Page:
Background: Forkhead box P3 (FOXP3)+ regulatory T cells (Tregs) are critical for controlling inflammation in the gastrointestinal tract. There is a paradoxical increase of mucosal FOXP3+ T cells in patients with inflammatory bowel disease (IBD). These FOXP3+ cells were recently shown to include interleukin (IL)-17A-producing cells in Crohn's disease, resembling Th17 cells implicated in autoimmune diseases. FOXP3 inhibits IL-17A production, but a naturally occurring splice variant of FOXP3 lacking exon 2 (Δexon2) cannot.
Aims: We hypothesized that IBD patients preferentially express the Δexon2 variant of FOXP3 so the paradoxically increased mucosal Tregs in IBD could represent cells expressing only Δexon2.
Methods: We used antibodies and primers that can distinguish between the full-length and Δexon2 splice variant of FOXP3 to evaluate expression of these isoforms in human intestinal tissue by immunohistochemistry and quantitative polymerase chain reaction (PCR), respectively.
Results: No difference in the expression pattern of Δexon2 relative to full-length FOXP3 was seen in ulcerative colitis or Crohn's disease versus non-IBD controls. By immunofluorescence microscopy and flow cytometry, we also did not find individual cells which expressed FOXP3 protein exclusively in the Δexon2 isoform in either IBD or control tissue. FOXP3+ mucosal CD4+ T cells from both IBD and control specimens were able to make IL-17A in vitro after phorbol myristate acetate (PMA) and ionomycin stimulation, but these cells did not preferentially express Δexon2.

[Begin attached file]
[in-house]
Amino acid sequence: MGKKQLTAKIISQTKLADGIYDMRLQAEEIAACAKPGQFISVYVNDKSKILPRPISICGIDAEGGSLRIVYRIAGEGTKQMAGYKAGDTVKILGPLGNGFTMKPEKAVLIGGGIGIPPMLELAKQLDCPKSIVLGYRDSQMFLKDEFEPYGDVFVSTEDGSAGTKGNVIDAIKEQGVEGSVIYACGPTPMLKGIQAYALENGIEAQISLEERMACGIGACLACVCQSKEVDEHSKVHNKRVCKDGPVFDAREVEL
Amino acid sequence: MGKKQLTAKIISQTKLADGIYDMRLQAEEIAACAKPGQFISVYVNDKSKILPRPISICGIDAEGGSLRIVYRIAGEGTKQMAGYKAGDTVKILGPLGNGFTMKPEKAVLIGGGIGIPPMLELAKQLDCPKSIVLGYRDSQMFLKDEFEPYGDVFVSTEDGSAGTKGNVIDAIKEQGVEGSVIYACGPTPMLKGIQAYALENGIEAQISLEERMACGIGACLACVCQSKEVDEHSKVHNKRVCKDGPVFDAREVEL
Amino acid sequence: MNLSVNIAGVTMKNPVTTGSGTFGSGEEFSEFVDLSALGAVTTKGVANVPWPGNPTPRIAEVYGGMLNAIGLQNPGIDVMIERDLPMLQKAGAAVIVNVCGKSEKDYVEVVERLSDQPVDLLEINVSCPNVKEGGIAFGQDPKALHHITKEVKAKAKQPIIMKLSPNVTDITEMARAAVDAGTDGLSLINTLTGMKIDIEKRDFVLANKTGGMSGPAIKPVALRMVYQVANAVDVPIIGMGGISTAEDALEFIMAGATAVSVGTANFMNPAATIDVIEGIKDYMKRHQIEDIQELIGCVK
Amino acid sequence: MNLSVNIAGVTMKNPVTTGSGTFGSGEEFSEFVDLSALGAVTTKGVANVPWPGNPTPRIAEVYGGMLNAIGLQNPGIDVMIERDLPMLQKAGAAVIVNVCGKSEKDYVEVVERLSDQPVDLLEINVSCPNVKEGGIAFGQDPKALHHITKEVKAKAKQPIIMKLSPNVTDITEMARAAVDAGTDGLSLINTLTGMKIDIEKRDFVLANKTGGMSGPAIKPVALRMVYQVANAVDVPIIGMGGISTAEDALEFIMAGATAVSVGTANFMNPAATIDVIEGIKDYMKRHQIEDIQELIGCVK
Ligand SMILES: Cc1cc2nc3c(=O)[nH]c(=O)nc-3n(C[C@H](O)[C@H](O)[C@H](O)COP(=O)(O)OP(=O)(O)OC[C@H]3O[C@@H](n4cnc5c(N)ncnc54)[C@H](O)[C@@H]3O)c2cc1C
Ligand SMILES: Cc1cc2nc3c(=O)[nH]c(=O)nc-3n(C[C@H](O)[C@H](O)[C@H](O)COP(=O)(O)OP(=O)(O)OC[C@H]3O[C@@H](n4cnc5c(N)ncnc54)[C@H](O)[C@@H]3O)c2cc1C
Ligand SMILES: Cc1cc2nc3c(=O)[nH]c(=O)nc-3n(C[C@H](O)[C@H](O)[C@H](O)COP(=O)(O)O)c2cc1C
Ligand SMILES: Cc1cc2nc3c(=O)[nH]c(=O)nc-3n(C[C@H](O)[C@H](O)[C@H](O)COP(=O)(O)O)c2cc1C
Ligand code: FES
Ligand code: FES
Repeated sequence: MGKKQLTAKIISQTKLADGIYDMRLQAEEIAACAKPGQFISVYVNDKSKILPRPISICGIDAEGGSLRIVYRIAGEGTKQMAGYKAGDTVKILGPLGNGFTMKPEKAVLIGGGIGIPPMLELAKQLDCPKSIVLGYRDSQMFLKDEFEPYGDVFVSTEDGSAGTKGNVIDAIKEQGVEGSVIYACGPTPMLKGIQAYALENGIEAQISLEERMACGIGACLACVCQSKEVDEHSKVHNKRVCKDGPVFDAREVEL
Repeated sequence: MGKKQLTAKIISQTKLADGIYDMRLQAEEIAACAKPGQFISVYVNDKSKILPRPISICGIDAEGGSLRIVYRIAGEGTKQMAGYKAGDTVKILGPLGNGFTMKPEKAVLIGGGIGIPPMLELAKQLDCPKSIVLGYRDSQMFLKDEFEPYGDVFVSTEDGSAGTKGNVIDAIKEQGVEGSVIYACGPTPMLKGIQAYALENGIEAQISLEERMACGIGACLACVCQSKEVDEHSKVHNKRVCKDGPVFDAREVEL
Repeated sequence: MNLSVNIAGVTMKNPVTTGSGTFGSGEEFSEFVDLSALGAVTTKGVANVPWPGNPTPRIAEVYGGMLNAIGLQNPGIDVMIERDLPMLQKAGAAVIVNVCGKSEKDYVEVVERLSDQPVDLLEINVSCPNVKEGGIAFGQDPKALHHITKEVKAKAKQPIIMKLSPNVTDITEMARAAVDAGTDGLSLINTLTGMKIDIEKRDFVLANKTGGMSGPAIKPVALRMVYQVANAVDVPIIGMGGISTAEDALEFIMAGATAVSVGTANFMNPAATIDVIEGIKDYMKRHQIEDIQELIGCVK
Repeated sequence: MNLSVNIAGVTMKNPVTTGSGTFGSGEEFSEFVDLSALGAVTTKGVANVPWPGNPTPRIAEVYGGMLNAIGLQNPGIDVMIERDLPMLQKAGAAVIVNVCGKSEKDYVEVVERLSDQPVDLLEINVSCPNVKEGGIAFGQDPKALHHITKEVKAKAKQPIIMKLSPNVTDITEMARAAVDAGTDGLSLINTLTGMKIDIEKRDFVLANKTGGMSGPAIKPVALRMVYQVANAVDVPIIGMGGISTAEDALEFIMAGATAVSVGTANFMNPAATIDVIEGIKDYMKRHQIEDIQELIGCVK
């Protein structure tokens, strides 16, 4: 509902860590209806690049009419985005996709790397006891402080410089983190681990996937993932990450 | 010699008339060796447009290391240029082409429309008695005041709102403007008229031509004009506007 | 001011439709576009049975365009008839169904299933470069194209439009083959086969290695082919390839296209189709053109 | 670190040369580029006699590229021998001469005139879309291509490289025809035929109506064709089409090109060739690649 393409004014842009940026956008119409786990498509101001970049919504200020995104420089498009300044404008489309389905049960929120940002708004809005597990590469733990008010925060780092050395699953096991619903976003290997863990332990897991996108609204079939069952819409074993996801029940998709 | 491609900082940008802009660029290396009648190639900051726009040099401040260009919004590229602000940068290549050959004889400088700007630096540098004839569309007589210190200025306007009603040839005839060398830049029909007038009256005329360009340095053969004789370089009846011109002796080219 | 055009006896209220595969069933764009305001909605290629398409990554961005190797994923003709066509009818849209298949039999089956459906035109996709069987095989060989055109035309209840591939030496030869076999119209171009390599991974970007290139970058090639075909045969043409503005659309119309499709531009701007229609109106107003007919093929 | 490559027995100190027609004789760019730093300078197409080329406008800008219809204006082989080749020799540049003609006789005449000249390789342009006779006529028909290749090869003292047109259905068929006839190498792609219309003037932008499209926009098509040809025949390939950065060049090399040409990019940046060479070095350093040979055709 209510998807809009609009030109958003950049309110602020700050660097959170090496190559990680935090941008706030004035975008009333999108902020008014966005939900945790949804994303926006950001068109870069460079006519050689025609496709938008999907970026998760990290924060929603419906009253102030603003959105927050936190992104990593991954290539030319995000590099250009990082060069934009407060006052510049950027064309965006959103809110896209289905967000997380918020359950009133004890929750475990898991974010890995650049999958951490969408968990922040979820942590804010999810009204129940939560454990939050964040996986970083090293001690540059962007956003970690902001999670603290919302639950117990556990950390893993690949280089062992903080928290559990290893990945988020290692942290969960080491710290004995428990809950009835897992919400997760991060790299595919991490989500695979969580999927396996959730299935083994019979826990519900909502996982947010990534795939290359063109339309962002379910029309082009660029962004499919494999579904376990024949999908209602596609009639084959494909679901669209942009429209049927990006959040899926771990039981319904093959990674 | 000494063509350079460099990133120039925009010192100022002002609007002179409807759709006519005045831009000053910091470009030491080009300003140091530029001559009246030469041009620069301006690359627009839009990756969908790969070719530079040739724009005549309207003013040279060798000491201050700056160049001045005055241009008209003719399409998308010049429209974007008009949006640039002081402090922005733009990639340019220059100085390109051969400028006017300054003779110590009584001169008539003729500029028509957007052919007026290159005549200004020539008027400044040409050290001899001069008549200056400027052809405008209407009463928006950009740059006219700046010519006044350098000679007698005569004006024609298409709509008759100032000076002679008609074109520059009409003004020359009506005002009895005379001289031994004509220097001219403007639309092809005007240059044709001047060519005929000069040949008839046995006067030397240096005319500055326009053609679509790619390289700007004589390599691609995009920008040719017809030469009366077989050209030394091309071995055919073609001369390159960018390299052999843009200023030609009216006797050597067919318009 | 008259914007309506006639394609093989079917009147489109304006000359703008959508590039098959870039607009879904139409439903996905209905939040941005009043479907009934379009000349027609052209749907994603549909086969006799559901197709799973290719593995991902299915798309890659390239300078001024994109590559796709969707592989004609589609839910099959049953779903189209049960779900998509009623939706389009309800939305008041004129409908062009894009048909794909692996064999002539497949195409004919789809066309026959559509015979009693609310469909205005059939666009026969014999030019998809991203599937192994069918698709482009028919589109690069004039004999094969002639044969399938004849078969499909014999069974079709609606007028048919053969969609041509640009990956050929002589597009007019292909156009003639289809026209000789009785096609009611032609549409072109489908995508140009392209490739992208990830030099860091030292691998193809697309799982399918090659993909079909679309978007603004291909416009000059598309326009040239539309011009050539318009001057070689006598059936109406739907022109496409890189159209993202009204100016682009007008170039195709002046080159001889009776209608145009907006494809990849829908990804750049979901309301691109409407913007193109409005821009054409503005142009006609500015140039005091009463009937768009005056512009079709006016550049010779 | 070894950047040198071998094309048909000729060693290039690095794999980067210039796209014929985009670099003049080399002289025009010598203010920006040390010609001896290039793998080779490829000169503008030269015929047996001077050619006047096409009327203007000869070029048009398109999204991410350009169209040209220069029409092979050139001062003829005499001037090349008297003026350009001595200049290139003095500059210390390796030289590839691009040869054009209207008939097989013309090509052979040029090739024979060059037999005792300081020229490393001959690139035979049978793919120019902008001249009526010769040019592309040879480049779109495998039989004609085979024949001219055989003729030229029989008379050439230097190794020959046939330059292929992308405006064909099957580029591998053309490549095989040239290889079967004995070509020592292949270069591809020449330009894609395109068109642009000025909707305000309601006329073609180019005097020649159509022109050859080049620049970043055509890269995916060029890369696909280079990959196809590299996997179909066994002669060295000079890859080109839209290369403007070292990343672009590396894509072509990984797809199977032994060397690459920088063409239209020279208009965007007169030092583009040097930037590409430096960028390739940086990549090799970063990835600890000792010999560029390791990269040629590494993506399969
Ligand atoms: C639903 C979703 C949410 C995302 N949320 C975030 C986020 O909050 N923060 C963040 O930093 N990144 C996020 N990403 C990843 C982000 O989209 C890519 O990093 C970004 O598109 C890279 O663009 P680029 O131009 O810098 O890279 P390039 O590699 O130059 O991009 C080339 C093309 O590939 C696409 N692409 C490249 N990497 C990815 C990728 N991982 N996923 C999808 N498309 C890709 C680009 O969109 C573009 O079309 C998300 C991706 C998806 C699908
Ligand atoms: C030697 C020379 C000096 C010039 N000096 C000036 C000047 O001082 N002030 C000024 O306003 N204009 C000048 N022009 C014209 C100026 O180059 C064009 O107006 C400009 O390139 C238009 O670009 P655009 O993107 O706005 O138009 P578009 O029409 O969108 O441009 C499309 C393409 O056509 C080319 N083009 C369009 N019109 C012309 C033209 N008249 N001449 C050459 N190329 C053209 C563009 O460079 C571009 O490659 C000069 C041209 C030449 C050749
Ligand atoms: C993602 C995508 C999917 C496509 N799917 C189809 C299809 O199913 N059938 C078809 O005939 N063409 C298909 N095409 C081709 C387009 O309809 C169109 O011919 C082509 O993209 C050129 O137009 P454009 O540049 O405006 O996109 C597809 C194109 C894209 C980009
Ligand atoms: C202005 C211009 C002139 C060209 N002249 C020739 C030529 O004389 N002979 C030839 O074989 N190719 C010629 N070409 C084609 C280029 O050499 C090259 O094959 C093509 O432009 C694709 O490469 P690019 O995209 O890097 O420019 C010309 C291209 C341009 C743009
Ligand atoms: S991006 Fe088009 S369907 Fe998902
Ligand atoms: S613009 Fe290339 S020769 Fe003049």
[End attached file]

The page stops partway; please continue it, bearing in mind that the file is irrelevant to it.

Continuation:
Conclusions: Our data do not support the hypothesis that selective expression of FOXP3 in the Δexon2 isoform accounts for the inability of copious FOXP3+ T cells to inhibit inflammation or IL-17 expression in IBD.